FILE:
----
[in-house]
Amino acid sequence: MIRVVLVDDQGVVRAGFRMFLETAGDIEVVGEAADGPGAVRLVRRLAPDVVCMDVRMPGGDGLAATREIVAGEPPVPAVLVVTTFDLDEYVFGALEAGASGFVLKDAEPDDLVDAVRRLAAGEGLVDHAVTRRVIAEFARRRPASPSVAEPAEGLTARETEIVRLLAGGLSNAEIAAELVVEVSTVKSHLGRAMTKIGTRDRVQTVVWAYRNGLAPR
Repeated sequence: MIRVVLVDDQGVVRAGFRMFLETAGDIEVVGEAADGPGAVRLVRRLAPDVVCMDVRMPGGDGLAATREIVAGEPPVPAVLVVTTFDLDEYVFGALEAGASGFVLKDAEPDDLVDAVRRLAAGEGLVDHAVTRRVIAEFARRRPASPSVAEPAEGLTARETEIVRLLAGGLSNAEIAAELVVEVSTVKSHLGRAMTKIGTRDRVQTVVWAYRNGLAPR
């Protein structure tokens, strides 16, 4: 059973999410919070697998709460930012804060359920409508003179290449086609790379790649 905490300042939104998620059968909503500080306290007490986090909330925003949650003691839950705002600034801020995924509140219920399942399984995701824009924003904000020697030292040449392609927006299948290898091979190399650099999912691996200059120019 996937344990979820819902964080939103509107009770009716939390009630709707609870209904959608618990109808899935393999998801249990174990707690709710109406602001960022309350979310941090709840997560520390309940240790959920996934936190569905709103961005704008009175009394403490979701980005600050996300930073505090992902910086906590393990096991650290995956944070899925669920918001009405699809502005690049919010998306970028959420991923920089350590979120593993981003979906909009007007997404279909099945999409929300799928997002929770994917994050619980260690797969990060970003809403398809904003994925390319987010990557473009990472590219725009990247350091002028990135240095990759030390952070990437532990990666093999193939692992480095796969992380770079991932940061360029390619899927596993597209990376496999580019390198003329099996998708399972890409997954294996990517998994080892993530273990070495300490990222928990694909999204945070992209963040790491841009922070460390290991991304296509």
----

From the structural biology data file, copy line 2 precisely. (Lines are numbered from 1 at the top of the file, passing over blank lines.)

Amino acid sequence: MIRVVLVDDQGVVRAGFRMFLETAGDIEVVGEAADGPGAVRLVRRLAPDVVCMDVRMPGGDGLAATREIVAGEPPVPAVLVVTTFDLDEYVFGALEAGASGFVLKDAEPDDLVDAVRRLAAGEGLVDHAVTRRVIAEFARRRPASPSVAEPAEGLTARETEIVRLLAGGLSNAEIAAELVVEVSTVKSHLGRAMTKIGTRDRVQTVVWAYRNGLAPR